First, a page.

The Truest Offering Is in the HeartThink in the first place of the case of David, a man who had been trained in ritual worship. You may be sure that from his earliest years he had never worshipped with that which cost him nothing. He had brought his offering, and he had paid for it, and he had denied himself that he might pay for it. The God whom he had found when he was shepherding was not a God to be worshipped cheaply. And then there came his kingship and his fall and the terrible havoc of his kingly character, and David found that all the blood of goats could not make him a true worshipper again. The sacrifices of God are a broken spirit—a broken and a contrite heart. Let him give his kingdom for an offering, and he would not be an acceptable worshipper. He must give himself—he must deny his lusts—he must lay aside his pride and be repentant, or all his worship would be mockery and the sanctuary a barren place for him.
Christ's Teaching on Sacrifice
Now turn to David's greater Son, and listen to the words of Christ Himself. He is speaking in the Sermon on the Mount about bringing the offering to the altar: "Therefore, if thou bring thy gift to the altar and there rememberest that thy brother hath aught against thee, leave there thy gift before the altar and go thy way. First be reconciled to thy brother and then come and offer thy gift." Now note that Jesus is talking about worship. His theme is not the patching up of quarrels. He is teaching us what attitudes are needed if we are to worship God in spirit and in truth. And not only does He insist on giving—He takes that, we may say, for granted—but He insists that at the back of every gift there should be the self-denial of the heart. It is far easier to give up a coin than it is to give up a quarrel. It is easier to lay down a generous offering than to lay down a long-continued grudge. And Jesus Christ insists that if worship is to be acceptable to God, the worshipper must lay aside his pride and humble himself as a little child. That is not easy—it never can be easy. That is far from natural to man. It is hard to do and bitter and opposed to natural inclination. And it calls for patience and interior sacrifice and prayerful, if secret, self-denial; and only thus, according to the Master, can one hope to be an acceptable worshipper.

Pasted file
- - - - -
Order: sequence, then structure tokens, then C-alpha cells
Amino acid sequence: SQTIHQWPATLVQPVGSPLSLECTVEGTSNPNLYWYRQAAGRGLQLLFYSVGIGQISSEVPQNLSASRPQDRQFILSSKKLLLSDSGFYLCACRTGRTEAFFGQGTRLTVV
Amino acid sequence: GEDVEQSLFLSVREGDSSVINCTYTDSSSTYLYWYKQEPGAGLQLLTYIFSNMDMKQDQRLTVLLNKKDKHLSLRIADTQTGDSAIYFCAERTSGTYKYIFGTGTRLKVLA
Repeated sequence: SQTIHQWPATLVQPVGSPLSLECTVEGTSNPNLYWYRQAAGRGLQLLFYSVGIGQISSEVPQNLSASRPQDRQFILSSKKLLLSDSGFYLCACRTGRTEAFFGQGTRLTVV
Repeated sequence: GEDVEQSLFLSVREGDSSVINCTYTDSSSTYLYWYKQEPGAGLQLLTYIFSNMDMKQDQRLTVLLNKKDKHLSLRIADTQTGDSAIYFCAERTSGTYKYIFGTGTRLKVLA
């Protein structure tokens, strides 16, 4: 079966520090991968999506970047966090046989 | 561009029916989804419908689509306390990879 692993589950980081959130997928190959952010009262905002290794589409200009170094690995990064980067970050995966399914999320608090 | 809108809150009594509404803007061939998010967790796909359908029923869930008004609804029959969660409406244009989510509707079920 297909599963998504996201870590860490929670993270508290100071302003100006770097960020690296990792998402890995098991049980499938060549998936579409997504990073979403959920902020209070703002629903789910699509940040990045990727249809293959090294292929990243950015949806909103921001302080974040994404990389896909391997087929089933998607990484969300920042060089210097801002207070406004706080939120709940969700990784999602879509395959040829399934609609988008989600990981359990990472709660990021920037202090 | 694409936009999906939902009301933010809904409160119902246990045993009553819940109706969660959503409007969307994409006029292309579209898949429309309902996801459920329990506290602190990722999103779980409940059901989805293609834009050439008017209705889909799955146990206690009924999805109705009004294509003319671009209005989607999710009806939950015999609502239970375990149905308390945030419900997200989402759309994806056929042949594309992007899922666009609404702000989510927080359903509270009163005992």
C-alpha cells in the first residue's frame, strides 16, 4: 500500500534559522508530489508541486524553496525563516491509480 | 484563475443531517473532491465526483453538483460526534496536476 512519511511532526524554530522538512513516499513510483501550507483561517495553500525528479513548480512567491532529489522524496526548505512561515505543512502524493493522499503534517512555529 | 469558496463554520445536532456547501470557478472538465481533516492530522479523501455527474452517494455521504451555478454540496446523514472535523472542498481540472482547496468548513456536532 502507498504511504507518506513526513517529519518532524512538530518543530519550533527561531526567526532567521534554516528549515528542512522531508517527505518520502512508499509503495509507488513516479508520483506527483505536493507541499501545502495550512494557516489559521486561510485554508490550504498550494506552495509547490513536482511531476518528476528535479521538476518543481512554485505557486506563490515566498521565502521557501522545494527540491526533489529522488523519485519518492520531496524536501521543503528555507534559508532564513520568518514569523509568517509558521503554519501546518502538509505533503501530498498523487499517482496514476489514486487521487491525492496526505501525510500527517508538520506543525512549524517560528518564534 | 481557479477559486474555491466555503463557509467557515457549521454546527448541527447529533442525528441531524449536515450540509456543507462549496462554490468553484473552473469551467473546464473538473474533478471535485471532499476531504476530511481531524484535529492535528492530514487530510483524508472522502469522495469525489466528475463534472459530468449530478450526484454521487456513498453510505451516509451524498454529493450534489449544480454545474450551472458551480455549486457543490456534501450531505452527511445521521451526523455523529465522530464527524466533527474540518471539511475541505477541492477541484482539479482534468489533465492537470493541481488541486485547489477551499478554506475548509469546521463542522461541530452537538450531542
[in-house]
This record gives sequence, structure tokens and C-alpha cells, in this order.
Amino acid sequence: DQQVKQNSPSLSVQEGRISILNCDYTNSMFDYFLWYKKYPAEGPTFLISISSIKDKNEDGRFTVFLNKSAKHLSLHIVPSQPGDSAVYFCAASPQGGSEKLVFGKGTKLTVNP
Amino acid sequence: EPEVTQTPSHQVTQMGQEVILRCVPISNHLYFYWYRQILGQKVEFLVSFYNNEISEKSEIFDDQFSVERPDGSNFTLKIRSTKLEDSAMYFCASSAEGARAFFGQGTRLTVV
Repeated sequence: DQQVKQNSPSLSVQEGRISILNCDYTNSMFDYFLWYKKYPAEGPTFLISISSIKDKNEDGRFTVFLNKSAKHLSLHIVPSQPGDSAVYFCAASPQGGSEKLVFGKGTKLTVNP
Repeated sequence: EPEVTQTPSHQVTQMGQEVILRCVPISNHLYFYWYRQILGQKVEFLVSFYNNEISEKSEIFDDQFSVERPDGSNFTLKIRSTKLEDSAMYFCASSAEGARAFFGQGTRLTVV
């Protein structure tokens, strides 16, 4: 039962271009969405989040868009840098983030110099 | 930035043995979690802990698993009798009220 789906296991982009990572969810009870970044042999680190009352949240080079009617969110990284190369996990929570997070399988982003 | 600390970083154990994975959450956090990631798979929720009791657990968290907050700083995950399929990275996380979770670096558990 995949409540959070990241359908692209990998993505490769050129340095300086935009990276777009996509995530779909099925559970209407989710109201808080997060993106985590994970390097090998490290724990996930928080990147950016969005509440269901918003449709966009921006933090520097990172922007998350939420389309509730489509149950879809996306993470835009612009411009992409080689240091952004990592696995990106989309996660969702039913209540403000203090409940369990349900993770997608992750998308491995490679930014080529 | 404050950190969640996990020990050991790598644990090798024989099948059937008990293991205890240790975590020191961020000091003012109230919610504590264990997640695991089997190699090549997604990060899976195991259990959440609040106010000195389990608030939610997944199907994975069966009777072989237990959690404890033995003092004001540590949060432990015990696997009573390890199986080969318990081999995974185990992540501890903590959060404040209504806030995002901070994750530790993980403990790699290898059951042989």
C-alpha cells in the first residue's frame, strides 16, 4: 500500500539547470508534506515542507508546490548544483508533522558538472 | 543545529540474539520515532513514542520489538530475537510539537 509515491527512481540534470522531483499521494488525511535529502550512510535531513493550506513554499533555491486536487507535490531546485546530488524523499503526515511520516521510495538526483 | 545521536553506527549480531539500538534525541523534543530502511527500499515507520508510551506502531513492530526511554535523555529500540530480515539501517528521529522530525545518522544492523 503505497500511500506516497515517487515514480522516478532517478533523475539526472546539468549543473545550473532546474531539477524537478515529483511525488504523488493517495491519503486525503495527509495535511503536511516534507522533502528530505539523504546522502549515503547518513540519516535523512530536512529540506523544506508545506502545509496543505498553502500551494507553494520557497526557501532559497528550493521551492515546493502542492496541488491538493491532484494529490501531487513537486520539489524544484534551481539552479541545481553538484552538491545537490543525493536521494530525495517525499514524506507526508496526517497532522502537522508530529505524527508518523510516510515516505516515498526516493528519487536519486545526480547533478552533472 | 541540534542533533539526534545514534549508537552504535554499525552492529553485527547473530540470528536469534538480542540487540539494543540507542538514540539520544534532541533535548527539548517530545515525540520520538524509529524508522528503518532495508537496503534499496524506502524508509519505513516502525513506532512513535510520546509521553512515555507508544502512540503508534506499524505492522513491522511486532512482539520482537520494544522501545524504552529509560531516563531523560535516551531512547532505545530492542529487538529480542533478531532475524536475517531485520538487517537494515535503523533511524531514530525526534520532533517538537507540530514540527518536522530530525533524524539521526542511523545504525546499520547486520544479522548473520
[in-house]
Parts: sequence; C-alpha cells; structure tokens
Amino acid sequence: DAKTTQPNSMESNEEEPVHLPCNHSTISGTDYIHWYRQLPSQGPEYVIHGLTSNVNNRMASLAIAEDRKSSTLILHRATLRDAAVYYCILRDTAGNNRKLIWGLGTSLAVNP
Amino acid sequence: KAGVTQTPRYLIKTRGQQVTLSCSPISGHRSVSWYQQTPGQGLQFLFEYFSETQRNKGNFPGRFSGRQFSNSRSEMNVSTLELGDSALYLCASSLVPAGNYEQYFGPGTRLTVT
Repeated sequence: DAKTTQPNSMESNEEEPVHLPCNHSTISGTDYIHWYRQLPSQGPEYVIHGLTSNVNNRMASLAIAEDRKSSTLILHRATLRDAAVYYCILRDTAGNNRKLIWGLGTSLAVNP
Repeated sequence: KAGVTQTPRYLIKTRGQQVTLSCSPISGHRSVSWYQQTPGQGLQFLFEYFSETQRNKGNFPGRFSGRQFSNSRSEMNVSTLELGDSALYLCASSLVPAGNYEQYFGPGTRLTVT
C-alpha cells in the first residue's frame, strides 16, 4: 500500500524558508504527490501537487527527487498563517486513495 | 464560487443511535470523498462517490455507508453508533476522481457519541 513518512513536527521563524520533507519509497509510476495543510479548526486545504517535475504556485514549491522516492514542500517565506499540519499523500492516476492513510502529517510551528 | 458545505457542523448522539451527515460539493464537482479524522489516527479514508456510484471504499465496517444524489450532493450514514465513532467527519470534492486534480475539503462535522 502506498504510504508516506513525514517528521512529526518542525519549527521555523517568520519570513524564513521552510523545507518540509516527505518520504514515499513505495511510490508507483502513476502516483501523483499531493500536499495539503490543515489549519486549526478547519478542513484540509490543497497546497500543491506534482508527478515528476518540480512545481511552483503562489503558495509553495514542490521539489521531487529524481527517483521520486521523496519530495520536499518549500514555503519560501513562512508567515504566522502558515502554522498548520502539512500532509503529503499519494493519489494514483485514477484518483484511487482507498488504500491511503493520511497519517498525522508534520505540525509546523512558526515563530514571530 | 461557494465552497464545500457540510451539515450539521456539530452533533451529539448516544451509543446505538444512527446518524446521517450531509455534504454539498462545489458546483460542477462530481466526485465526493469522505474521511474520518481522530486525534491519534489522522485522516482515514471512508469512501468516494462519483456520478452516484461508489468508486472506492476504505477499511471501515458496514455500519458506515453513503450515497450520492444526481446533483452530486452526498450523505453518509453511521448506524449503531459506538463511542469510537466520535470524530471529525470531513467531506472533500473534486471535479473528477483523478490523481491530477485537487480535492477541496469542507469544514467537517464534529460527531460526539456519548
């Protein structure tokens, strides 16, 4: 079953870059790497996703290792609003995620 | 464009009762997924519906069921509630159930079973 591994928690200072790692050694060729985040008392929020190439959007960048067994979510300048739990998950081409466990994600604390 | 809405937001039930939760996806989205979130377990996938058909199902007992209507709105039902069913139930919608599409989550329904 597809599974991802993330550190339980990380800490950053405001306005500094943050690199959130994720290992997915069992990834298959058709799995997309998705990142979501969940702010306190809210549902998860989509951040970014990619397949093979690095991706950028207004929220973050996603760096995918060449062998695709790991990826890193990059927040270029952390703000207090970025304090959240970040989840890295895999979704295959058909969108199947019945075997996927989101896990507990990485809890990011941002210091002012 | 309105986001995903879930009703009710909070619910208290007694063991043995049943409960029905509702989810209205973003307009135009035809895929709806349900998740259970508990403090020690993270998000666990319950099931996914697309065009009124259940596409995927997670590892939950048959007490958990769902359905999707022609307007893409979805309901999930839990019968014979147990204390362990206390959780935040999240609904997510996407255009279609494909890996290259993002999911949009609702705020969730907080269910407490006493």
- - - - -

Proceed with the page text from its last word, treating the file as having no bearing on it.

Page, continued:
Who, then, is sufficient for these things? That is just what I want to impress upon you, that worship is not easy; it is hard. It is not just a comfortable hour on Sunday with beautiful music and a fluent preacher; it is an attitude of heart and soul that is impossible without self-denial. I thank God that in the purest worship there is little demand upon the intellect. The humblest saint who cannot write a word may experience all the blessings of the service. But there is a demand upon the soul; there is a call to sacrifice and cross-bearing, for the road to church is like the road to heaven—it lies past the shadow of the cross.
Worship and Fellowship